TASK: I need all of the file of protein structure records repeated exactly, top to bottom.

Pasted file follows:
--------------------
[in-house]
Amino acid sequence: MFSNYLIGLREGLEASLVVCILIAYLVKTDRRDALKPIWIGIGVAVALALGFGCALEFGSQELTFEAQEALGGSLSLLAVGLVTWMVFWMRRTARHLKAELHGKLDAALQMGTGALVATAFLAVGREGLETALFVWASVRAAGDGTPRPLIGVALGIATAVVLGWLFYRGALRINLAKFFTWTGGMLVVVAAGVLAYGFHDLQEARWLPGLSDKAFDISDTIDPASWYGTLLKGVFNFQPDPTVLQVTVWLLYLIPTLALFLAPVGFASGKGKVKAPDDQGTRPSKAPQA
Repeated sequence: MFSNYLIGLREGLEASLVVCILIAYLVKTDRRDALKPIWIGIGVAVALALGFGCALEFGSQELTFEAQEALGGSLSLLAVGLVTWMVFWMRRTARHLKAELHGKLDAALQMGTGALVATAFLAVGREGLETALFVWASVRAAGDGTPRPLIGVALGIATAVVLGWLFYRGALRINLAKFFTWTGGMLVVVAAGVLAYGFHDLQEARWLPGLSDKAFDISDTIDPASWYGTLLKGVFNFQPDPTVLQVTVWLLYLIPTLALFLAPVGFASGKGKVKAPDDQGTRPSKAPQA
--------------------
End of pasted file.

[in-house]
Amino acid sequence: MFSNYLIGLREGLEASLVVCILIAYLVKTDRRDALKPIWIGIGVAVALALGFGCALEFGSQELTFEAQEALGGSLSLLAVGLVTWMVFWMRRTARHLKAELHGKLDAALQMGTGALVATAFLAVGREGLETALFVWASVRAAGDGTPRPLIGVALGIATAVVLGWLFYRGALRINLAKFFTWTGGMLVVVAAGVLAYGFHDLQEARWLPGLSDKAFDISDTIDPASWYGTLLKGVFNFQPDPTVLQVTVWLLYLIPTLALFLAPVGFASGKGKVKAPDDQGTRPSKAPQA
Repeated sequence: MFSNYLIGLREGLEASLVVCILIAYLVKTDRRDALKPIWIGIGVAVALALGFGCALEFGSQELTFEAQEALGGSLSLLAVGLVTWMVFWMRRTARHLKAELHGKLDAALQMGTGALVATAFLAVGREGLETALFVWASVRAAGDGTPRPLIGVALGIATAVVLGWLFYRGALRINLAKFFTWTGGMLVVVAAGVLAYGFHDLQEARWLPGLSDKAFDISDTIDPASWYGTLLKGVFNFQPDPTVLQVTVWLLYLIPTLALFLAPVGFASGKGKVKAPDDQGTRPSKAPQA